Dori, the vampire and Jude, the vampire hunter, get to know each other a little better.
“What’s your story, Jude Raynor, other than you flunked out of school and are now in the family business that you claim to be bad at?”
“I am bad at it. It’s not just an idle claim. I couldn’t hit you from where I sit now, even if I were armed, I’m that bad.”
I couldn’t help but shudder at his casual mention of killing me.
“I’m sorry. That was insensitive,” he said as leaned toward me and tried to make eye contact.
I waved him off, “You can’t help what you are any more than I can.”
“Would it help if I told you I’ve never killed a vampire before, haven’t even wounded one. Hell, you’re the first one I’ve even talked to.”
I frowned. “How did you know what I was when you met me then?”
“Your smell,” he said then shrugged. “Then later, your fangs.”
After a quick whiff of my shoulder area, I grimaced then said, “My smell? Is it a good smell or a bad smell? How would you describe it?”
“I like it but I’m not sure how I’d describe it to you–maybe a combination of roses and steak?”
“Ooh, that doesn’t sound good.” At least he hadn’t said ‘death’. “You smell delicious to me.” I grinned at him, hoped he’d get my joke and not freak out…though he really did smell tasty, probably B+ blood type, not that I was that much of a hemo connoisseur.
He chuckled. “I’ll just bet I do, to you anyway. And my blood type is B+ in case you were wondering.”
“How did…no, of course I wasn’t. Puh-lease. A little credit for some couth here.” My eye roll didn’t seem to convince him but only made him laugh harder so I added with a flip of my hand, “B+ is so McDonalds anyway, right up there with O+. I’m more partial to the negatives, if you must know.”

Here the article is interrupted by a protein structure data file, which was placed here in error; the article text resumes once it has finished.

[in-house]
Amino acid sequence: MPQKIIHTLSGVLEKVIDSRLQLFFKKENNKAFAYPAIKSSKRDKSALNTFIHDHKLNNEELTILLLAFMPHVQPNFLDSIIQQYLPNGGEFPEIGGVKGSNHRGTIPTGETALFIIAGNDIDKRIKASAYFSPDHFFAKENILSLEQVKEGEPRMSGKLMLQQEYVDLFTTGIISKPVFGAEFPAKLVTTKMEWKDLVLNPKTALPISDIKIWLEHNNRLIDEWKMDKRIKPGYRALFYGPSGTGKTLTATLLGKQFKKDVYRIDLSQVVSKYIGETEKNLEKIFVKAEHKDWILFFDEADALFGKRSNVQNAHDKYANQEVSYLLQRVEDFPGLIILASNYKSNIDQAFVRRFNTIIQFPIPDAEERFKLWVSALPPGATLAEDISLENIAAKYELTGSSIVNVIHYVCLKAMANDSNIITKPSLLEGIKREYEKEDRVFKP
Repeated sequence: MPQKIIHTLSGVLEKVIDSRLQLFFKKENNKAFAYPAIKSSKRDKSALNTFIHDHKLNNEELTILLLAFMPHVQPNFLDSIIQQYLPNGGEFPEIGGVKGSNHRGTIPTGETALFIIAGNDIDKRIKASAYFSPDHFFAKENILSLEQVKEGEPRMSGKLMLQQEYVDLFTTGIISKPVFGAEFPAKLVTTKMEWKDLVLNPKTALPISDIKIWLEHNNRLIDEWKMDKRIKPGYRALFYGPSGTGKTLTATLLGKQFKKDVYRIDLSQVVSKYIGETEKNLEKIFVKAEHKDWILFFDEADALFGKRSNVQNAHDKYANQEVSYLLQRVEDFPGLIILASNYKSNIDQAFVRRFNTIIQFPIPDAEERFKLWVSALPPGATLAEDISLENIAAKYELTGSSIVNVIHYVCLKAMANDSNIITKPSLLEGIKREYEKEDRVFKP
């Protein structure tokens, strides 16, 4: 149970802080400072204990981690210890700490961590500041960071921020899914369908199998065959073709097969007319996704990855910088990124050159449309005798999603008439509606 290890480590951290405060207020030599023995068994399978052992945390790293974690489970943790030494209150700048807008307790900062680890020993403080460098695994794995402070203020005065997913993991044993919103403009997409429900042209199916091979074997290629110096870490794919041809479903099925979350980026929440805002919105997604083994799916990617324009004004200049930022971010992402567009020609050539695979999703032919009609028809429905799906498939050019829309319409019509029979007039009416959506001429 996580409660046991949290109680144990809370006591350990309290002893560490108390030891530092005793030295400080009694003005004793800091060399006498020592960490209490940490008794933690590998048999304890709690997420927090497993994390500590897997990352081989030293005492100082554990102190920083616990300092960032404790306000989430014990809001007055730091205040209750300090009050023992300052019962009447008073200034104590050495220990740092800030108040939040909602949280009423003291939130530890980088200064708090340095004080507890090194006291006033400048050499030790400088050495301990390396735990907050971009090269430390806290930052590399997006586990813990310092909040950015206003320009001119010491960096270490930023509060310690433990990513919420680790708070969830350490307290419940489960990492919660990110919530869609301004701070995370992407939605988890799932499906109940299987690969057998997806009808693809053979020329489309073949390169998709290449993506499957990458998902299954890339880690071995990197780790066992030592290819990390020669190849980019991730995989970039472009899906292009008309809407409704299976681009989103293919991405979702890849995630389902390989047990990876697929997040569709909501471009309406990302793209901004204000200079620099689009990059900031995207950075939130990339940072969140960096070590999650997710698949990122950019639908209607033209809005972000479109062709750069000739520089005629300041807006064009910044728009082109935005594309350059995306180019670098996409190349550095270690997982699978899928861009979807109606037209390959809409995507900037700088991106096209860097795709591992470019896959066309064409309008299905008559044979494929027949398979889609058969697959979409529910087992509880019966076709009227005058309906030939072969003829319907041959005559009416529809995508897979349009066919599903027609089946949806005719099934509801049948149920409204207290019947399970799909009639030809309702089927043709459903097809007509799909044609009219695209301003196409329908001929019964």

He stopped laughing and looked at me as he seemed to be trying to find his next words. “Could I see them?” He pointed with each of his index fingers to his mouth.
I frowned and turned away to look out the side window. “I’m surprised you haven’t seen them enough already,” I said to the window then turned back to face him. “I haven’t learned how to retract them yet and am always flashing a bit too much of the old pearly whites; one of the reasons I’m such a vampire school dropout.”
“There’s a school for vampires?” he asked with an incredulous look on his face.
I couldn’t help but snicker. “No, I was only kidding, silly. At least I think I was. I should ask my sire. Maybe he’s been cheaping out on me.”
“What did you do before you became a vampire?”
“I worked in a cubicle farm at the IRS doing tax return audits. I know, I know, you’re thinking, ‘she went from one type of vampire to another’ right?” When he smirked at me, I shook my head and heaved a put-upon sigh. “Go ahead, get it out of your system.” I beckoned him with my hand and he obliged with a snort of laughter.
He laughed a few more seconds then said, “I wasn’t thinking that but that’s really quite funny. Vampire auditor! Out for blood,” he quipped in a movie trailer voice. “I’m sorry, Dori, I don’t mean to be unkind.”
“It’s okay. I’ll let you off this once,” I said wiggling my index finger at him. He grabbed it and for a split second I panicked until he relaxed his grip on my finger and instead took my entire hand in a gentle hold between his own.